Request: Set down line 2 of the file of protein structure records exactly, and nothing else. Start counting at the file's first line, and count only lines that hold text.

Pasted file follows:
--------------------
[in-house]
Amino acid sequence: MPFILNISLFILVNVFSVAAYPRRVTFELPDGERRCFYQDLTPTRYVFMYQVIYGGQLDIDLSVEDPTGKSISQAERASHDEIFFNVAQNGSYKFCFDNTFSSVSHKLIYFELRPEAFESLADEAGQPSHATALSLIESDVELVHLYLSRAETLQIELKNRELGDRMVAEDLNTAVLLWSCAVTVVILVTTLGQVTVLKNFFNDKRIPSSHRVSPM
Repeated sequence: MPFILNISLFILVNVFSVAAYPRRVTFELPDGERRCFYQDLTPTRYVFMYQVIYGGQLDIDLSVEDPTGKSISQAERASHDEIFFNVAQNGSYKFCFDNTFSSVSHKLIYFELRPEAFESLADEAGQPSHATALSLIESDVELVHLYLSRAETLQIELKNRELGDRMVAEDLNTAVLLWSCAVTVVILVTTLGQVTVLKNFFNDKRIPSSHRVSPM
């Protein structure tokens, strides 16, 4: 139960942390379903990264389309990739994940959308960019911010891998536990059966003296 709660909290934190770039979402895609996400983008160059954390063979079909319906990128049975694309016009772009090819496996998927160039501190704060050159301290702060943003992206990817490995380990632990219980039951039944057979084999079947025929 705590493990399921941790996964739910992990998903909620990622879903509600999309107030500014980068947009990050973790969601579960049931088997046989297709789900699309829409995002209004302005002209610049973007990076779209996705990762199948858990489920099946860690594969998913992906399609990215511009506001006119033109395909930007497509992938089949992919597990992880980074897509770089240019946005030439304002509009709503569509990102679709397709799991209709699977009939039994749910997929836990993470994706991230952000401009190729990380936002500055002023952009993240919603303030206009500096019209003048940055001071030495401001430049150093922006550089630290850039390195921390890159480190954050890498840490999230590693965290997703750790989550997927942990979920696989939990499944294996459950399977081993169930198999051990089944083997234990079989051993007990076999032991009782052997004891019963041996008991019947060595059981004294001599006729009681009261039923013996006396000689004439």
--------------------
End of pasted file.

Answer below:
Amino acid sequence: MPFILNISLFILVNVFSVAAYPRRVTFELPDGERRCFYQDLTPTRYVFMYQVIYGGQLDIDLSVEDPTGKSISQAERASHDEIFFNVAQNGSYKFCFDNTFSSVSHKLIYFELRPEAFESLADEAGQPSHATALSLIESDVELVHLYLSRAETLQIELKNRELGDRMVAEDLNTAVLLWSCAVTVVILVTTLGQVTVLKNFFNDKRIPSSHRVSPM